The recent census revealed that with a minority population of 45 percent, West Valley City is not only Utah's second largest city, but that we are also the most ethnically diverse city in the state. Of American cities larger than 100,000, only Honolulu has more Pacific Islanders per capita. Our Hispanic population alone is about the size of Murray City, and the number of our Asian, Black and Native American residents totals more people than live in Park City.

Bringing such a diverse population together presents challenges. The census revealed 31 percent of city residents speak a language other than English at home, for example. But we are making a conscious effort to mitigate the challenges and to leverage the advantages of diversity to give our community a distinct edge.

Our English Language Initiative is now in its second year, and hundreds of residents have been recognized in our city council meetings for completing an English class. By city policy, we officially ask anyone who moves to our city to learn English.

Yet, we applaud those who learn languages in addition to English. Thousands of West Valley City students are learning second languages at their neighborhood school or charter school — some of which are teaching Mandarin Chinese or have Spanish immersion classes.

As city leaders, we involve diverse religious leaders in our city meetings and activities, and encourage imams, monks and priests alike to involve their congregations in our vibrant neighborhood associations. As people of different backgrounds get to know each other, we see crime go down, and gang crime is now declining for a sixth straight year in our city.

But perhaps nowhere have we seen the variety of cultures in our community come together like at our city's Utah Cultural Celebration Center. Last weekend we accepted a beautiful gift of an authentic Chinese gate there, with festivities involving hundreds of our residents and performers from a dozen different nationalities. There is nothing like this gate between Chicago and the Pacific coast, yet it is larger than San Francisco's Chinatown gate and is far more artistic and intricate than the Chinese gate on Wentworth Avenue in Chicago.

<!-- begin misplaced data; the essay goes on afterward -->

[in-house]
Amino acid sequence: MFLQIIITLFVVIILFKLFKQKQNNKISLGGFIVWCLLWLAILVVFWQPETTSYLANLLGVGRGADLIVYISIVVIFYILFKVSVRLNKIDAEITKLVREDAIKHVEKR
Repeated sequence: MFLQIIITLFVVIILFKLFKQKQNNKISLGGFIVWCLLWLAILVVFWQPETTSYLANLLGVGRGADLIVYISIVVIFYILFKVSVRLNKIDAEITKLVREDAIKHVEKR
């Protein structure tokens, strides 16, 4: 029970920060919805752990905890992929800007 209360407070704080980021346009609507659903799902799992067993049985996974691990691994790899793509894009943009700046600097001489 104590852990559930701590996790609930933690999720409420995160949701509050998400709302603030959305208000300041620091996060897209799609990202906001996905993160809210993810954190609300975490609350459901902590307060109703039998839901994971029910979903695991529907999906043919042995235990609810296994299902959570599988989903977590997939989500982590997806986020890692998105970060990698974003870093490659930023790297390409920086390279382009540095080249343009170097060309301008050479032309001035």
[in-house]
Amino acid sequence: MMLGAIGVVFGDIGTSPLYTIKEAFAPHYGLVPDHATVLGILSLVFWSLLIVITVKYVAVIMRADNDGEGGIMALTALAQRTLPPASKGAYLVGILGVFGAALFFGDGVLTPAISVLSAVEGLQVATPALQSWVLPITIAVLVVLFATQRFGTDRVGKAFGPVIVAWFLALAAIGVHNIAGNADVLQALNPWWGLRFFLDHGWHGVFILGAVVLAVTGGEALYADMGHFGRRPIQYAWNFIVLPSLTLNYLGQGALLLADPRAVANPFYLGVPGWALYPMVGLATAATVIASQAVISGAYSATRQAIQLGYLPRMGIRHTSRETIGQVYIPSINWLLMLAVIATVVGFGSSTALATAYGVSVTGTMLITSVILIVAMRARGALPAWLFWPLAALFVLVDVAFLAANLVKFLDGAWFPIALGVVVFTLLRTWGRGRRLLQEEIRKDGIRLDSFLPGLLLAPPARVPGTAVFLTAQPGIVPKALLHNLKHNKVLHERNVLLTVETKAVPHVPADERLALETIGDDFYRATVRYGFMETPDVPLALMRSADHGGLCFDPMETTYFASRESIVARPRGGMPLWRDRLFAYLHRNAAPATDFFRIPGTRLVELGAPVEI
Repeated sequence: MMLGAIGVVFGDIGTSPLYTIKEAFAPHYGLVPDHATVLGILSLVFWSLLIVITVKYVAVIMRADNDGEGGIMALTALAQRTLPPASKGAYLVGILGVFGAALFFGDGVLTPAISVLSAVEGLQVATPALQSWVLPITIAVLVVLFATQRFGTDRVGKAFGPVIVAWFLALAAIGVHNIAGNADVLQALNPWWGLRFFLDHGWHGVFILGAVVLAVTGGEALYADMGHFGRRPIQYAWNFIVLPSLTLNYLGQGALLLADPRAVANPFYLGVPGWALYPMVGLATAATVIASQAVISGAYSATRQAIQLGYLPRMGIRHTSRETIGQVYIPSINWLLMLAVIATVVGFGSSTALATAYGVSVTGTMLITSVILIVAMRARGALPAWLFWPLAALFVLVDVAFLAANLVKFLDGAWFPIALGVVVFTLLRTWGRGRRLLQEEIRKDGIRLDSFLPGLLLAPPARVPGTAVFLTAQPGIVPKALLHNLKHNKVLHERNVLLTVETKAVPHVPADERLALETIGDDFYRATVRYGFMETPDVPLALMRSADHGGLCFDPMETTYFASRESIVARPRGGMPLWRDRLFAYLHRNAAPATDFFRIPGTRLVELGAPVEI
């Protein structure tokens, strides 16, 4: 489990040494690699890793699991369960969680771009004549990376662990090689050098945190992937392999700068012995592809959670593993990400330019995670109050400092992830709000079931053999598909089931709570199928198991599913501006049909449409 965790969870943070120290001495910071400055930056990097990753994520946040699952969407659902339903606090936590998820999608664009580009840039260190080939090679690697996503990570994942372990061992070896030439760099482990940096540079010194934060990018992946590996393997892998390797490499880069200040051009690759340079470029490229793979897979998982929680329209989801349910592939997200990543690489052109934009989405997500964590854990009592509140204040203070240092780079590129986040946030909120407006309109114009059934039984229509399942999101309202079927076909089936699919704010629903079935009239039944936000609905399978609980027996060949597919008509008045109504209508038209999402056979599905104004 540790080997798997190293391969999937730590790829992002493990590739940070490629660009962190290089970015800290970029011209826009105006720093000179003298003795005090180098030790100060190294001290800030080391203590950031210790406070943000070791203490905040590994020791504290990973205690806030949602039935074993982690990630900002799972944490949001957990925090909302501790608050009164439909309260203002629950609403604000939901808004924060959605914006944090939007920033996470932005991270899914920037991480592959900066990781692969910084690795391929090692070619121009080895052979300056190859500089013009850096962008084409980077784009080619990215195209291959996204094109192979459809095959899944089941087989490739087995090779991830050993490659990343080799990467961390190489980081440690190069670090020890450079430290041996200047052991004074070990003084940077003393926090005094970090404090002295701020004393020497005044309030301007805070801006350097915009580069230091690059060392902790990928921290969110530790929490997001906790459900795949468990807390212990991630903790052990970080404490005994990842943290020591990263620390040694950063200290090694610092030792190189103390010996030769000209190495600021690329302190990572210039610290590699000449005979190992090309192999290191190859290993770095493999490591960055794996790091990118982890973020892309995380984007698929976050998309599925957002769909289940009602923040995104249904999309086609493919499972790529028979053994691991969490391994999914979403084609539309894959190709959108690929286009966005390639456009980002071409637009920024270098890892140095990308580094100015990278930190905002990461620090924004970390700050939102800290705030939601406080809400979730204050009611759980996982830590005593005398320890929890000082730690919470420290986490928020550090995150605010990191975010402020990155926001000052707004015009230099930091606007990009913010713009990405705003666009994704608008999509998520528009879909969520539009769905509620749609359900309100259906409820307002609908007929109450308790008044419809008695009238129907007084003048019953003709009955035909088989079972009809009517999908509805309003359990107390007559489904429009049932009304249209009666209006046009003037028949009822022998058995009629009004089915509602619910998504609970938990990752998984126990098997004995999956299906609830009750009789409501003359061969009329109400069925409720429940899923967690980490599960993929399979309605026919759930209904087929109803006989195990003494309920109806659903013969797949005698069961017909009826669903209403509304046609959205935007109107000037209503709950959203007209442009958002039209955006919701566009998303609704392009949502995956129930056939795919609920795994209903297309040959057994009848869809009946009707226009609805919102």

Our new Chinese Heritage Gate is in good company with other international gifts and artifacts now housed at the Utah Cultural Celebration Center. The 6 ton Olmec head, for example, was a gift from the Mexican state of Veracruz. There are only three of these in the U.S. — the Smithsonian Museum in Washington, D.C., the Field Museum in Chicago and right here in West Valley City.

Last year, nearly 100,000 visitors came to the Utah Cultural Celebration Center for various heritage events, international art exhibits and exciting cultural programs. Our community has been enriched through sharing our vibrant traditions with each other.

The manifold cultures of West Valley City are having an economic impact, as well. Authentic ethnic flavors give our restaurant and retail scene a variety not enjoyed anywhere else in Utah. We have seen 36 ribbon cuttings this year as new businesses flock to our dynamic, entrepreneurial city. Companies expanding in Utah are increasingly looking to our city for a variety of reasons, including that their diverse workforce feels more at home in our multifarious municipality.

University of Utah demographer Pam Perlich recently noted that our community's cultural and linguistic variety "is a treasure as we try to connect to the outside world in an increasingly global economy." I agree, and so does Lew Cramer, CEO of World Trade Center Utah, who recently told me "West Valley City really gets it, and is using their diversity as a welcome mat to help with international business."

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Perhaps it should come as no surprise, then, that West Valley City now leads the state in international exports, according to the Governor's Office of Economic Development. Even the capital city does not profit from international trade as much as West Valley City's businesses.

As mayor, I am pleased with the way our city is leveraging its diversity for an international edge. And as a father, I appreciate that our children attend schools in 2012 that are already as diverse as the rest of Utah will be by 2050. Our residents have an opportunity to better prepare for an increasingly global future.

Mike Winder is the mayor of West Valley City.